It really depends on the topic. I guess with every class you need to find the balance, and it's ok to ask your students in the beginning (or throughout) what they need explained and what is clear.
If you cannot do that, e.g. online teaching makes it a bit harder to read their expressions and often also means that fewer people respond, make sure to explain all concepts that are needed for the basic understanding of the central topics. To not sound like you think they know nothing, you can try and say something along the lines of "as you probably know/may have learned in high school ... "
I real-life classes I find that engaging with the students is the best way of gauging how much they get and where their insecurities may lie. You can do that in conversation much better than by talking down to them. It feels like you're guiding them through a new topic using their knowledge and building new knowledge. This may also lead to better results because their knowledge is expanding in a network.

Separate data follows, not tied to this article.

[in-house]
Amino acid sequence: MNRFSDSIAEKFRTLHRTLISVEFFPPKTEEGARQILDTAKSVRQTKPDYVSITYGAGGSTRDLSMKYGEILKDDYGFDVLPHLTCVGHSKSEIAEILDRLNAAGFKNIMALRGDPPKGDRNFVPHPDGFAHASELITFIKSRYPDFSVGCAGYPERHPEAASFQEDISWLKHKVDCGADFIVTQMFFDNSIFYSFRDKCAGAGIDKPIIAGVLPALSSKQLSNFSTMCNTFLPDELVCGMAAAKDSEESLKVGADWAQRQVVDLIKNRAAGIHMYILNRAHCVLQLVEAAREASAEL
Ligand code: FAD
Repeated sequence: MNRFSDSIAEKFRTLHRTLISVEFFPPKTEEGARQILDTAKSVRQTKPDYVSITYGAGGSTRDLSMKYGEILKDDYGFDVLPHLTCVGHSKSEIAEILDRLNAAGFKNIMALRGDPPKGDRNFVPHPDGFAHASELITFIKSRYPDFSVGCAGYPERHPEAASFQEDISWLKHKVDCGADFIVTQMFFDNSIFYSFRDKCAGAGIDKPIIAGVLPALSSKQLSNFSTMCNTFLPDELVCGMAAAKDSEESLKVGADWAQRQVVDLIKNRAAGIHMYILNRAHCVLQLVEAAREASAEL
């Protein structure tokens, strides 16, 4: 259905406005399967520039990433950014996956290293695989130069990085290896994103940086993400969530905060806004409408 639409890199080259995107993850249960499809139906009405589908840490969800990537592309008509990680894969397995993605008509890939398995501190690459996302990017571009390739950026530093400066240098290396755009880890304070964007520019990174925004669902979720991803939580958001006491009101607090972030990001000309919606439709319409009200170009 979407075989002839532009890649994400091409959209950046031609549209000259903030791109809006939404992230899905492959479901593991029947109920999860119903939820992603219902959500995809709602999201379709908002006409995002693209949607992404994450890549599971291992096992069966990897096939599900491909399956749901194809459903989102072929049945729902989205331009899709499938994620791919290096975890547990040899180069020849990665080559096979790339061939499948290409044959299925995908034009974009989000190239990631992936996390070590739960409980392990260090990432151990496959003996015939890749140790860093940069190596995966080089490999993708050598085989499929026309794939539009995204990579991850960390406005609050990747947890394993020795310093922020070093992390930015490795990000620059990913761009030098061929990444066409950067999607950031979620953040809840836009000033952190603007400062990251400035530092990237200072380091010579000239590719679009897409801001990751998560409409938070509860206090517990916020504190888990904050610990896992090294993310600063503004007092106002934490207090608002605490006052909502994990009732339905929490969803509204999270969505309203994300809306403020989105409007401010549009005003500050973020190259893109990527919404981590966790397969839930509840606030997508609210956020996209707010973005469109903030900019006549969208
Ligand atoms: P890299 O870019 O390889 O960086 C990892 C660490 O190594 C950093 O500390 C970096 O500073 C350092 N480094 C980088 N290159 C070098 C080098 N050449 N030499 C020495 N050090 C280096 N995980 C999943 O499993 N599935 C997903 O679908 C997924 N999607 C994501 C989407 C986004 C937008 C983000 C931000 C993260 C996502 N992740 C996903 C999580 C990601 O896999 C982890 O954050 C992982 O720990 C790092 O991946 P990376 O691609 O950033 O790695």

I feel like spoon feeding is different and students hatred of it revolves around something else. Based on my own undergrad experience, there were a few lecturers who would just give us factoid after factoid and explanation after explanation but I never felt like I got an understanding of the topic as a whole. Better lecturers, on the other hand, would give you a feel for the whole topic and individual classes would call back to each other. We would build upon previously discussed topics and they would link up in complex ways. So, as we progressed, our way of thinking about the topic also had to become more complex and less straight-forward.
This is hard to explain and a very large topic. I hope, some of theses thoughts help.